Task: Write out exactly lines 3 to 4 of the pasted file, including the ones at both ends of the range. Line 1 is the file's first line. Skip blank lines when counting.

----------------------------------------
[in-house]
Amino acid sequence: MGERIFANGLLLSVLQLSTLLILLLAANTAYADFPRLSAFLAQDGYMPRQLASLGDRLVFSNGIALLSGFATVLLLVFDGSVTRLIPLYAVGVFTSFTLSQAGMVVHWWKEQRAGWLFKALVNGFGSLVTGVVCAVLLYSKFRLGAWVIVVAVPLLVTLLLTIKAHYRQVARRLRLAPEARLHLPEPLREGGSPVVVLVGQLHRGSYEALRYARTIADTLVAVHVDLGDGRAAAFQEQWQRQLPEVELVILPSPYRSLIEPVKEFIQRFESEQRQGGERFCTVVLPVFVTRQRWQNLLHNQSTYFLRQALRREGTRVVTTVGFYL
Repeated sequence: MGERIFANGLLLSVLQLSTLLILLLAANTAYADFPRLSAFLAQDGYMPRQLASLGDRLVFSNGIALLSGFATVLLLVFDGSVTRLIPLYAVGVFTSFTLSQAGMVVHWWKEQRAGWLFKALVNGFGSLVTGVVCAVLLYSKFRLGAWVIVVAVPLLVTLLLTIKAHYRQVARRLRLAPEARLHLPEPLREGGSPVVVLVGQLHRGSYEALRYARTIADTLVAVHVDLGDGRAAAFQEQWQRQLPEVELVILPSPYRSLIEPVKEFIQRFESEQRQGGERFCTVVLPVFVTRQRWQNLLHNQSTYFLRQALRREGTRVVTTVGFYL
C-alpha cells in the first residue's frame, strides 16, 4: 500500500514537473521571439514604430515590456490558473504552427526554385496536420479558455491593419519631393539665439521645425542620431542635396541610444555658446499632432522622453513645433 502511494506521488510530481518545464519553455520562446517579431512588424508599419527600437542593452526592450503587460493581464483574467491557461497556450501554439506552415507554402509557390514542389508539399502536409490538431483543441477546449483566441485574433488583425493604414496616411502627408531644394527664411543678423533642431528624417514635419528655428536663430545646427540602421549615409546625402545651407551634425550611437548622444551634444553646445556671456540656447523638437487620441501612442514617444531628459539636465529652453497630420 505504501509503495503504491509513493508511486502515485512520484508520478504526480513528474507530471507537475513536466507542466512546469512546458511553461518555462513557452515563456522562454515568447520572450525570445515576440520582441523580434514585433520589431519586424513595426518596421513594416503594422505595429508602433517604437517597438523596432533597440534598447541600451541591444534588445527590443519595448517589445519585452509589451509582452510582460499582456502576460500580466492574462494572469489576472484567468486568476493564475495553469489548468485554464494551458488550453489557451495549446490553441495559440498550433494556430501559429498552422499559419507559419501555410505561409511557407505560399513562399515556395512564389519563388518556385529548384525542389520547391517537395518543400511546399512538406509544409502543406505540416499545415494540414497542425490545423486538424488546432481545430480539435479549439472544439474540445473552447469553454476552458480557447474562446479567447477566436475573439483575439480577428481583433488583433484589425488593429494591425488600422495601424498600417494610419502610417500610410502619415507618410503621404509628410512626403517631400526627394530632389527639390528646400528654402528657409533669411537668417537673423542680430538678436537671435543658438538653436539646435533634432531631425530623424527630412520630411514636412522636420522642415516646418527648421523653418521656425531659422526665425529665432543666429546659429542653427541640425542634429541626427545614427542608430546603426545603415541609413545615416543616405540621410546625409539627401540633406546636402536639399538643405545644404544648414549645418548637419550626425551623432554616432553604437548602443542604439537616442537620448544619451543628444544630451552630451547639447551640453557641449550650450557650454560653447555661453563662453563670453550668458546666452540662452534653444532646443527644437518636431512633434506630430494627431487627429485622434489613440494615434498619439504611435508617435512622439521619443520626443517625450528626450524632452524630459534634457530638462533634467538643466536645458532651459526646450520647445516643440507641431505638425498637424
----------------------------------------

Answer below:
Repeated sequence: MGERIFANGLLLSVLQLSTLLILLLAANTAYADFPRLSAFLAQDGYMPRQLASLGDRLVFSNGIALLSGFATVLLLVFDGSVTRLIPLYAVGVFTSFTLSQAGMVVHWWKEQRAGWLFKALVNGFGSLVTGVVCAVLLYSKFRLGAWVIVVAVPLLVTLLLTIKAHYRQVARRLRLAPEARLHLPEPLREGGSPVVVLVGQLHRGSYEALRYARTIADTLVAVHVDLGDGRAAAFQEQWQRQLPEVELVILPSPYRSLIEPVKEFIQRFESEQRQGGERFCTVVLPVFVTRQRWQNLLHNQSTYFLRQALRREGTRVVTTVGFYL
C-alpha cells in the first residue's frame, strides 16, 4: 500500500514537473521571439514604430515590456490558473504552427526554385496536420479558455491593419519631393539665439521645425542620431542635396541610444555658446499632432522622453513645433 502511494506521488510530481518545464519553455520562446517579431512588424508599419527600437542593452526592450503587460493581464483574467491557461497556450501554439506552415507554402509557390514542389508539399502536409490538431483543441477546449483566441485574433488583425493604414496616411502627408531644394527664411543678423533642431528624417514635419528655428536663430545646427540602421549615409546625402545651407551634425550611437548622444551634444553646445556671456540656447523638437487620441501612442514617444531628459539636465529652453497630420 505504501509503495503504491509513493508511486502515485512520484508520478504526480513528474507530471507537475513536466507542466512546469512546458511553461518555462513557452515563456522562454515568447520572450525570445515576440520582441523580434514585433520589431519586424513595426518596421513594416503594422505595429508602433517604437517597438523596432533597440534598447541600451541591444534588445527590443519595448517589445519585452509589451509582452510582460499582456502576460500580466492574462494572469489576472484567468486568476493564475495553469489548468485554464494551458488550453489557451495549446490553441495559440498550433494556430501559429498552422499559419507559419501555410505561409511557407505560399513562399515556395512564389519563388518556385529548384525542389520547391517537395518543400511546399512538406509544409502543406505540416499545415494540414497542425490545423486538424488546432481545430480539435479549439472544439474540445473552447469553454476552458480557447474562446479567447477566436475573439483575439480577428481583433488583433484589425488593429494591425488600422495601424498600417494610419502610417500610410502619415507618410503621404509628410512626403517631400526627394530632389527639390528646400528654402528657409533669411537668417537673423542680430538678436537671435543658438538653436539646435533634432531631425530623424527630412520630411514636412522636420522642415516646418527648421523653418521656425531659422526665425529665432543666429546659429542653427541640425542634429541626427545614427542608430546603426545603415541609413545615416543616405540621410546625409539627401540633406546636402536639399538643405545644404544648414549645418548637419550626425551623432554616432553604437548602443542604439537616442537620448544619451543628444544630451552630451547639447551640453557641449550650450557650454560653447555661453563662453563670453550668458546666452540662452534653444532646443527644437518636431512633434506630430494627431487627429485622434489613440494615434498619439504611435508617435512622439521619443520626443517625450528626450524632452524630459534634457530638462533634467538643466536645458532651459526646450520647445516643440507641431505638425498637424